Putin will ‘never accept failure’ but West can’t discount ‘suicidal’ nuclear weapon use | World | News


Putin is ‘nervous’ and ‘cornered himself’ says Andriy Zagorodnyuk

will “never accept his failure” in Ukraine – and the West has no choice but to take his nuclear threats seriously, a UK-based expert in Russian politics has warned. Nikolay Petrov said the situation was “dangerous”, with having adopted a “criminal logic” in relation to his war on , reasoning cracks will form in the international alliance against him as concern mounts about his increasingly belligerent behaviour.

And he warned Western leaders not to discount the possibility of Putin doing the unthinkable as the tide continues to turn against him seven months into the invasion he ordered on February 24.

Mr Petrov, a research fellow at the Chatham House think tank in London, was speaking before Putin unleashed a barrage of missile attacks on Ukraine yesterday in retaliation for a bomb attack on the Kerch bridge, which links southern Russia with Crimea, annexed by Moscow in 2014.

He told Express.co.uk: “I think that the situation is dangerous because Putin is not the person who can accept his failure.

Vladimir Putin

Vladimir Putin launched missile attacks on Ukraine after the Kerch bridge explosion (Image: GETTY)

Zaporizhzhia

A rescue dog is seen during firefighters search a damaged building in Zaporizhzhia (Image: GETTY)

“So he will keep making efforts until the very end, and secondly, the Russian so-called elite or political class, is atomised, it is not capable to oppose Putin.

“So they are threatened, they are not connected to each other, meaning that they do not applaud what’s going on, but they cannot make any serious move against what is going on.

“So in my view, Putin will try next to put a lot of pressure on to Ukraine, bombing civilian infrastructure and energy infrastructure on the eve of the winter, and he will use this leverage against Ukraine and against the West.

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Kyiv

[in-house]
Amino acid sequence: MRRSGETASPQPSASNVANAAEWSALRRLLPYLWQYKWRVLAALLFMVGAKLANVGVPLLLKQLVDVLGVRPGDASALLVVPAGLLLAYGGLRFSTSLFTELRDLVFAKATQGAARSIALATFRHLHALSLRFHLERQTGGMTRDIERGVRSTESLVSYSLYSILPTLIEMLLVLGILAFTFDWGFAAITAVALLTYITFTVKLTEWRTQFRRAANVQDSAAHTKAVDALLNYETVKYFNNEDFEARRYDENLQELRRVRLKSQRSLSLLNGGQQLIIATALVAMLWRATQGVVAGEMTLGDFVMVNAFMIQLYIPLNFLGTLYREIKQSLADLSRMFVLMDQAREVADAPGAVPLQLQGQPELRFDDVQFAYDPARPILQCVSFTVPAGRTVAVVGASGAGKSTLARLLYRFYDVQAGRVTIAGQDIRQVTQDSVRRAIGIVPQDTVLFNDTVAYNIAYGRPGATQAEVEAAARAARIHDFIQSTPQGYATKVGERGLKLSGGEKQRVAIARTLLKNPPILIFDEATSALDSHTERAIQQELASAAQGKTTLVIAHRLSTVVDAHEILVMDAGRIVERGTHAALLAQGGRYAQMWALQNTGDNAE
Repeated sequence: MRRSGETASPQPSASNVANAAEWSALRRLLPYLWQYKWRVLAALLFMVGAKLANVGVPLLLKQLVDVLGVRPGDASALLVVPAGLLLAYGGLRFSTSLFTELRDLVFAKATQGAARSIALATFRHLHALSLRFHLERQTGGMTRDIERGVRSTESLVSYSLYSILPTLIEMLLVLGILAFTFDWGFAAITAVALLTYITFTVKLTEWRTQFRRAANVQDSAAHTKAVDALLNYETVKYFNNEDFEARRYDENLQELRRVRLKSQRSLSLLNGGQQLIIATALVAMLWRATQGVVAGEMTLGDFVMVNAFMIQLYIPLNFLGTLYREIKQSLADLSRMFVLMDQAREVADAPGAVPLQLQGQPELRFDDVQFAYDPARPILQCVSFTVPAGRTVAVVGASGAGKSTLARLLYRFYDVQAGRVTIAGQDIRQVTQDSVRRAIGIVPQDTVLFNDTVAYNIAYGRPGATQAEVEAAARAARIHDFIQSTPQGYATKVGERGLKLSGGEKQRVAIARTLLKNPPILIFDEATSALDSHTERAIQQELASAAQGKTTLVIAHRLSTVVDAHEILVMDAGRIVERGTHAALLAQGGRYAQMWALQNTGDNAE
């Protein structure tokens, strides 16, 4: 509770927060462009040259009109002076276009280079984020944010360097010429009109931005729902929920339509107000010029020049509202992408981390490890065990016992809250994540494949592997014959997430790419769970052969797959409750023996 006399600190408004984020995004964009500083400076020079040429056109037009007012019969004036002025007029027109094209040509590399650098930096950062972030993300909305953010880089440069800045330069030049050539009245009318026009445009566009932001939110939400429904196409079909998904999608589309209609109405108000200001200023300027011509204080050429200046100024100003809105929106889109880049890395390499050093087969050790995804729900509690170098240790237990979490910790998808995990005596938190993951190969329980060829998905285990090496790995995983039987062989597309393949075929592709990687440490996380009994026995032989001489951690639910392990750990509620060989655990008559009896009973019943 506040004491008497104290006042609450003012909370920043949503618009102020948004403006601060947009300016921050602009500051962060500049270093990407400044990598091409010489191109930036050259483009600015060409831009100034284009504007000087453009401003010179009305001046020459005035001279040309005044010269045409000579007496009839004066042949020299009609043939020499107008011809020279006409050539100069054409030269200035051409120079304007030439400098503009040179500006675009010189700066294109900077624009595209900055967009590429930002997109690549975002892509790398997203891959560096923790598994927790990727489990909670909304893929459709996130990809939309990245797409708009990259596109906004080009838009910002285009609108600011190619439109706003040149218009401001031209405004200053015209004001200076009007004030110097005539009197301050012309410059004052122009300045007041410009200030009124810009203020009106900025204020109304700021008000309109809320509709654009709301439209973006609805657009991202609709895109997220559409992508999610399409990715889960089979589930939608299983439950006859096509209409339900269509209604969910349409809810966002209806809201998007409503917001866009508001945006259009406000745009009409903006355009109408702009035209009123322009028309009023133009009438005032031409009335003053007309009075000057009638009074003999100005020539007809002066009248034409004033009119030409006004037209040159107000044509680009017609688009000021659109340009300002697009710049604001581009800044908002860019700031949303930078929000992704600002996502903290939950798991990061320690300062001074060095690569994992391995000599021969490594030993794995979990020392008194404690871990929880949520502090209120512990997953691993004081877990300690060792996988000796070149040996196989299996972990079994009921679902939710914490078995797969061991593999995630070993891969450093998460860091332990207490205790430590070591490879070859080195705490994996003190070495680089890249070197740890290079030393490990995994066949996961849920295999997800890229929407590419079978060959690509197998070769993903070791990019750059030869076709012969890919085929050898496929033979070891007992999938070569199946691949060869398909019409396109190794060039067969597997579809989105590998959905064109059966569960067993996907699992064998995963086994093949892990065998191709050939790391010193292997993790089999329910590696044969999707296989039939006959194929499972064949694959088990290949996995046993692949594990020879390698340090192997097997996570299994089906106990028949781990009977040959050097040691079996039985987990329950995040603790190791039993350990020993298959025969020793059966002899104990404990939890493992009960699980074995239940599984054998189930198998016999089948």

Kyiv: The aftermath of raids today (Image: GETTY)

“And the last option is to use tactical nuclear weapons which is not a very rational move by any standards, but we are not seeing rational moves coming from Putin for a while.”

Asked to speculate about Putin’s thought processes, Mr Petrov added: ”I think this is more a kind of criminal logic.

“In other words, you should never make any threats without being sure that you can realise these threats. Otherwise, you’re weak.

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Jeremy Fleming

Jeremy Fleming, director of the GCHQ spy agency (Image: GETTY)

Volodymyr Zelensky

Volodymyr Zelensky, Ukraine’s President (Image: GETTY)

”So of course, Putin is bluffing but step by step. He is demonstrating that he’s serious and he has put himself into the corner.

“He’s raising the stakes all the time, hoping that after the next move, the other side will get afraid and will change its behaviour.

“But it didn’t happen in past and there are no signs, no hopes for Putin that it will happen in future.”

NATO

NATO’s possible expansion in Europe (Image: Express)

Looking at the current situation: “The first stage it’s almost here, I mean, one being infrastructure and trying to use energy as leverage.

“The final stage is usage of tactical nuclear weapons, but I think that will cause a very negative reaction, very negative consequences for Putin, not only internationally, but domestically as well.

“So it will be a kind of suicidal move, but you can never discount it.”

Britain would expect to see indicators if Russia was starting to consider deploying its nuclear arsenal in its war with Ukraine, Britain’s top cyber spy said today, repeating that any talk of using such weapons was highly dangerous.

Ukraine annexation mapped

Ukraine annexation mapped (Image: Express)

Jeremy Fleming, director of the GCHQ spy agency, told BBC Radio that Russia was running short of munitions, friends and troops.

Russian President Vladimir Putin has so far stayed within established military doctrine of not using nuclear weapons, Mr Fleming pointed out, but his agency would be looking out for signs that this could change.

He said: “I would hope that we will see indicators if they started to go down that path. But let’s be really clear about that, if they are considering that, that would be a catastrophe in the way that many people have talked about”.

Fleming also said he was sure Putin was worried about the dangers of escalation and that might be a sign of why “he has not reached for these other forms of waging war”.





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